chicagofinance says:
    October 11, 2012 at 11:49 am

    I will say more…..working in Corporate America in the suburbs, I made effort to conceal that I was living with my girlfriend out of wedlock. Also, it appeared that I was certainly more palatable to upper management once I was engaged, and then married…..to them it is a signal that you are a real person…..kind of really demented and anachronistic….

  65. Fabius Maximus says:

    #56 Juice

    It’s a long way from Utah to Hanover Sq or Charlotte to W57th. Once they go, its hard to get back.

  66. 3B Buying says:

    #56 Juice: 85 Broad had a much better ring to it than 100 West.

  67. Brian says:

    Are you sayin’ what I think you’re sayin?

    Congrats.

    B

    63.grim says:
    October 11, 2012 at 12:45 pm
    61 There you go, that’s a plan! Plus, who doesn’t want a bunch of cute babies.

    Only one, due any day now, hat tip to Chi for picking up on that a few weeks back.

  68. 3B Buying says:

    From the other day’s discussion on Stump Jumpers. The listing below would have been perfect for us. And apparently not in the flood area. The block itself looks like rural West VA!!

    http://www.njmls.com/listings/index.cfm?action=dsp.info&mlsnum=1215217&dayssince=&countysearch=false

  69. JJ's B.S says:

    I made about that same salary jump too. The women has to throw the rock on the guys back. I had a conversation with a staff once in a mentoring type thing. He was asking how to get to senior management. I said you may notice that myself and nearly everyone above me has a stay at home wife. He then said when I get to that level too I will let my wife stay home too. I then said every single on of them did not get to the high level till their mid to late 40s, they all got married late 20s and wife was mid 20s and wife left workforce when they were young and broke. They were in their early 30s, had a house, stay at home wife, 2-3 kids and were taken seriously by management at the time and worked their butt off night and day for 10 years while being broke. I go you are 29 newly married, wife works, you live in a cheap apt dont own a car, wife makes more than you and dont plan on having kids soon and really you dont even need the income from this job. You wife can more than afford to support you. His wife needs to convince him to buy a house in surburbs, get pregant asap and then quit. He needs a rock on his back. That conversation was a few years ago, now he is 34 and a clerk in a 9-5 cushy job while wife makes 180K in a stressful job. Guess who got the rock.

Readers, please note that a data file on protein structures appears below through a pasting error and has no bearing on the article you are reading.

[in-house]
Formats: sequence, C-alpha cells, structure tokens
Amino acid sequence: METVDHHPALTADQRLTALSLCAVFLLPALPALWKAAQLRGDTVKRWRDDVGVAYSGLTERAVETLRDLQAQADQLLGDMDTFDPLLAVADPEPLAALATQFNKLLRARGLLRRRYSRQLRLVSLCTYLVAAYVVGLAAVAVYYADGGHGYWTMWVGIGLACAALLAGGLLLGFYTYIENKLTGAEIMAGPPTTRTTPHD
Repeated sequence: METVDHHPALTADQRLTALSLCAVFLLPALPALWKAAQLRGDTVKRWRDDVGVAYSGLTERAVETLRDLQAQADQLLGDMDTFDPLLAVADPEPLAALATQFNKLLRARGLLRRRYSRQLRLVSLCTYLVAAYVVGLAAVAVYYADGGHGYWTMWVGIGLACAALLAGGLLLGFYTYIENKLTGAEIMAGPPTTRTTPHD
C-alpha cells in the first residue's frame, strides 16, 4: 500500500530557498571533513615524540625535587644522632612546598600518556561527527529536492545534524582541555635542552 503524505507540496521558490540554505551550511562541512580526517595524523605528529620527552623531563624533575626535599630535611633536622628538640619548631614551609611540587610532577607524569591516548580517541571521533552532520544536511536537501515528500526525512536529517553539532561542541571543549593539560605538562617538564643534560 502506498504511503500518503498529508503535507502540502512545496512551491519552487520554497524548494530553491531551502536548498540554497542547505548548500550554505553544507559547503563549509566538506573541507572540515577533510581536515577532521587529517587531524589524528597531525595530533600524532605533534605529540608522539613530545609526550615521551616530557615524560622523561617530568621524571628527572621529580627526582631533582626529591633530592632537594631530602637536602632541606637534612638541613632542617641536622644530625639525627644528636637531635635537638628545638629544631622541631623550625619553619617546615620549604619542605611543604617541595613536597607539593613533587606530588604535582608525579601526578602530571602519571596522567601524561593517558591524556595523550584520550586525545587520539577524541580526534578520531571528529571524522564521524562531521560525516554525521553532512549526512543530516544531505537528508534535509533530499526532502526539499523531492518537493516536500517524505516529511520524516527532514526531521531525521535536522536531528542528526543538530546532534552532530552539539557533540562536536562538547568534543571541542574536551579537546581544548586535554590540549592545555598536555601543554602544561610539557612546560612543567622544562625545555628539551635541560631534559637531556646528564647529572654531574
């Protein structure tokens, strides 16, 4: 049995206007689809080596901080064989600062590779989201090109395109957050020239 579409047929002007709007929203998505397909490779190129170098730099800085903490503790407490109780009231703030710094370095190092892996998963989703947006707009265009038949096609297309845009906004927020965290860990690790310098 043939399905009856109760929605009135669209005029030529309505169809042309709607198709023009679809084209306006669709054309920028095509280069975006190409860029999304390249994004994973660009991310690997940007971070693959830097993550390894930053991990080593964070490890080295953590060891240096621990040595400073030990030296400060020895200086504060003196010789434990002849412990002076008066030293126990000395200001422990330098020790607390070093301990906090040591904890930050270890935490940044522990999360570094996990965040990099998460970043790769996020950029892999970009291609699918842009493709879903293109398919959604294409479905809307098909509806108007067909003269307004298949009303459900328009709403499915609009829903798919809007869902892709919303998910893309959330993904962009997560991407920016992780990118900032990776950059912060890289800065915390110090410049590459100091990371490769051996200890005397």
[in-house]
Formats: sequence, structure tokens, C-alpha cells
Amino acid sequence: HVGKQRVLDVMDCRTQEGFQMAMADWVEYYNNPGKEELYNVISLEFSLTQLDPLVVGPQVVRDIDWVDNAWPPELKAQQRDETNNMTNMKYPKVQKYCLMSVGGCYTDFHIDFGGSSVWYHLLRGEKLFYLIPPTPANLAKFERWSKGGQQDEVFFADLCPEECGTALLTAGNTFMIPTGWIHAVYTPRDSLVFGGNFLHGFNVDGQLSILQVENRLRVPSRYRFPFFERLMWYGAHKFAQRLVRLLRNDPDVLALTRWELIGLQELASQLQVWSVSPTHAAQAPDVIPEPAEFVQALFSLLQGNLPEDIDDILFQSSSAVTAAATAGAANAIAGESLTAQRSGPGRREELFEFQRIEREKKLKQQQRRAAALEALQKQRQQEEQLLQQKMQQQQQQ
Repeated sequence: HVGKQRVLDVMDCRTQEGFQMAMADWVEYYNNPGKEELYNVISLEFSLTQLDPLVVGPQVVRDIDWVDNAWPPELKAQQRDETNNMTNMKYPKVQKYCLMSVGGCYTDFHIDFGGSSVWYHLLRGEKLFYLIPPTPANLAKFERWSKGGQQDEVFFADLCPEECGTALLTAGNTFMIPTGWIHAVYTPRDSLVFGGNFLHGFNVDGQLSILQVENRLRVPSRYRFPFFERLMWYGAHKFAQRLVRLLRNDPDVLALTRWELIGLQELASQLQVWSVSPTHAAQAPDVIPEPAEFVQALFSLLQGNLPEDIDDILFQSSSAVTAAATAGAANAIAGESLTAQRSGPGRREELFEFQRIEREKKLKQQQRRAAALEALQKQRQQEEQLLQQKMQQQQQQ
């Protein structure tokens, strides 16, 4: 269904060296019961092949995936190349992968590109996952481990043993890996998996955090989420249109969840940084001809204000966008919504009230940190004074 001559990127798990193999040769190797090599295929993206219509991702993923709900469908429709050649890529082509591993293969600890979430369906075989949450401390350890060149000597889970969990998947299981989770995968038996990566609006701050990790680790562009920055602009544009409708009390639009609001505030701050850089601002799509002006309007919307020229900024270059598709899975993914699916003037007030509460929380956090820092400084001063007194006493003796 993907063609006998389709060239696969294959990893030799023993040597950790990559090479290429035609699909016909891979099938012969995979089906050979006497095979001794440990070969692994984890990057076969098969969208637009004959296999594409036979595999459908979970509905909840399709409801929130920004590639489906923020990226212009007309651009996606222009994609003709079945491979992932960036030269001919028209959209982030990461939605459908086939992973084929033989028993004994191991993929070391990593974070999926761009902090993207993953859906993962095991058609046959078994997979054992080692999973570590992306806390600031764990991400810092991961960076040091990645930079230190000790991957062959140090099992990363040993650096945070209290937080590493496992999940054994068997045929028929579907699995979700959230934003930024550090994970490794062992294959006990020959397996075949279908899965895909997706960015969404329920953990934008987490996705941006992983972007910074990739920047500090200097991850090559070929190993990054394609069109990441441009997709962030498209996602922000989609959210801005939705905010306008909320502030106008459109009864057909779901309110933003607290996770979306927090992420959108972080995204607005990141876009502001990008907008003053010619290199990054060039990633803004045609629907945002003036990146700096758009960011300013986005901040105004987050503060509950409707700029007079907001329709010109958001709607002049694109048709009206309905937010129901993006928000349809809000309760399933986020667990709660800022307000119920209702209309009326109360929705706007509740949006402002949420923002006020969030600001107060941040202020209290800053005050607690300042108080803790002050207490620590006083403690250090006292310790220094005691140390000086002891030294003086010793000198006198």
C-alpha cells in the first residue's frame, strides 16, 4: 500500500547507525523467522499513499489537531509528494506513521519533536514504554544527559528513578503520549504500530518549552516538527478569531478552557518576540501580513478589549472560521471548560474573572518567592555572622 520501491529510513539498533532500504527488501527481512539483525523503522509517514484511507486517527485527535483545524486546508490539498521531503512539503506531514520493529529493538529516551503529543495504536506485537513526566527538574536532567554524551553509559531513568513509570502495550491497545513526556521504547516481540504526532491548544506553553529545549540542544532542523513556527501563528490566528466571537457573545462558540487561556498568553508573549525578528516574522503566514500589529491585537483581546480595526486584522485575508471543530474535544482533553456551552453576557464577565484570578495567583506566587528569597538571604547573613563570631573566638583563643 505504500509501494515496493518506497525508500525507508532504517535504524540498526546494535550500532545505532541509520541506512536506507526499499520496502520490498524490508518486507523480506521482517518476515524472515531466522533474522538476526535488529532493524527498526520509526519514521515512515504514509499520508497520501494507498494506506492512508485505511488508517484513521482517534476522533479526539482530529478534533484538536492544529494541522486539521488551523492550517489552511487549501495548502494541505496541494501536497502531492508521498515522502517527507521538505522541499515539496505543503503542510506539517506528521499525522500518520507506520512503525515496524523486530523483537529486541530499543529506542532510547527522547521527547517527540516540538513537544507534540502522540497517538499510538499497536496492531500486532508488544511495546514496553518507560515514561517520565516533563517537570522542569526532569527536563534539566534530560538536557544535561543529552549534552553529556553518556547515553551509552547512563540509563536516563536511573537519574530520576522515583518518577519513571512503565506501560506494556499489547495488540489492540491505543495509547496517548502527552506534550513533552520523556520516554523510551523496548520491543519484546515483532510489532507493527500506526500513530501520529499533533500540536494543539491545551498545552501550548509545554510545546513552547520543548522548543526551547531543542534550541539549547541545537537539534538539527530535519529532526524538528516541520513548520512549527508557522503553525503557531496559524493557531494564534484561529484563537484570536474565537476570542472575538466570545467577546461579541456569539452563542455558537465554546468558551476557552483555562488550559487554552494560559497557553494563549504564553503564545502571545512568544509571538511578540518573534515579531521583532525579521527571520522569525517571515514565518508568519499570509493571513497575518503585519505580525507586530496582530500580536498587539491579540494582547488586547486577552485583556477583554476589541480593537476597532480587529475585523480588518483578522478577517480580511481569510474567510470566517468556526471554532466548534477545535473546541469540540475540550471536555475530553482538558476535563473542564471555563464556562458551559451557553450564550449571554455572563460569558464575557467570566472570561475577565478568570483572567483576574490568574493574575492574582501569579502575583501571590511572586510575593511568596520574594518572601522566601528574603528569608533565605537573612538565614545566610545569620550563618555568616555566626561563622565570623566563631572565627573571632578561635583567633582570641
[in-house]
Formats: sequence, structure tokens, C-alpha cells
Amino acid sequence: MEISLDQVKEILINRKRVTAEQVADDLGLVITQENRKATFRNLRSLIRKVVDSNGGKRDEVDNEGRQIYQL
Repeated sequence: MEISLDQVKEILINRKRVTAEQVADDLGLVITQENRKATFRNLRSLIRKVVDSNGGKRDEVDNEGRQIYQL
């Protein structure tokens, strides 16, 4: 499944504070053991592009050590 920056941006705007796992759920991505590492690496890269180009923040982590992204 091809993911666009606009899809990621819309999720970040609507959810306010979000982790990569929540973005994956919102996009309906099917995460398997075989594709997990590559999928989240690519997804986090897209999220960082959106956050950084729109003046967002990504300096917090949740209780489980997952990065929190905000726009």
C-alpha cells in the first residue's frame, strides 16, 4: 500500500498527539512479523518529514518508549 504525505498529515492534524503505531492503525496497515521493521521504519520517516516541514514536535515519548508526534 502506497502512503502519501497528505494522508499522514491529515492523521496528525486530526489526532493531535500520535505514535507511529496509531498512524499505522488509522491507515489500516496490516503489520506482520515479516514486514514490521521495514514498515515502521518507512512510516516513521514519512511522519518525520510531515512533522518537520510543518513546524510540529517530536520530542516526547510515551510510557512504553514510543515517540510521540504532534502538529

Ann says:
    October 11, 2012 at 12:44 pm

    61 There you go, that’s a plan! Plus, who doesn’t want a bunch of cute babies.

    I told my husband I was quitting when I was pregnant. He was in a science post-doc at the time. I said, that’s fine, we’ll make do, and I meant it. Magically, he got a real job offer while I was in labor at the hospital. He started out making 50K a year, ten years later, he makes 400K.

  70. joyce says:

    Ann,
    If you don’t mind me asking, your household earns 400K and you would prefer to sell and buy a new place… but you can’t cause your underwater? Can you bring a check to closing?

  71. 3B Buying says:

    If I stay where I am, I could consider the below listing, now offered at 299K, having been dropped, in price 100k, When they dropped the price, they eliminated the inside pictures, which I saw, house needs a total rehab inside original 1940’s Fridge and Stove. Absolutely nothing done in the house since day 1. Some say this may be a lifestyle choice? Really? Oh and the taxes are over 10k.

    http://www.njmls.com/listings/index.cfm?action=dsp.info&mlsnum=1232122&dayssince=&countysearch=false

  72. 3B Buying says:

    #63 grim: Congrats!!

  73. Juice Box says:

    re# 66 – The towering inferno was dated. 100 is a much nicer place to work so I hear.

  74. JJ's B.S says:

    400K is a middle class salary. Actually 200k-600k is the worst salary. Too rich to get any breaks. Too poor to do any real tax planning. At this income we have to save at least 50% as we wont be getting any HAMP/HARP/Tax Credits/Free College Tuition like the under 100K folks and unlike the over 600K folks are income is not high enough to easily afford this burden.

    joyce says:
    October 11, 2012 at 12:58 pm

    Ann,
    If you don’t mind me asking, your household earns 400K and you would prefer to sell and buy a new place… but you can’t cause your underwater? Can you bring a check to closing?

  75. JJ's B.S says:

    85 Broad has Burger Burger next door too

  76. JJ's B.S says:

    Snapshot:RLGY
    REALOGY HOLDINGS CORP
    33.525Up 6.525 (24.17 %)

    hope Brian took this job

  77. 3B Buying says:

    #73 Juice: It is too nice, goes against the old GS. 85 Broad was just a concret building, with a concrete Lobby. Trading floor and offices were spartan and simple, even the Partner’s offices. 100 West is just too flashy, or it would have been for the old GS.

  78. joyce says:

    (75)
    excuse me big daddy jj

  79. The Original NJ ExPat says: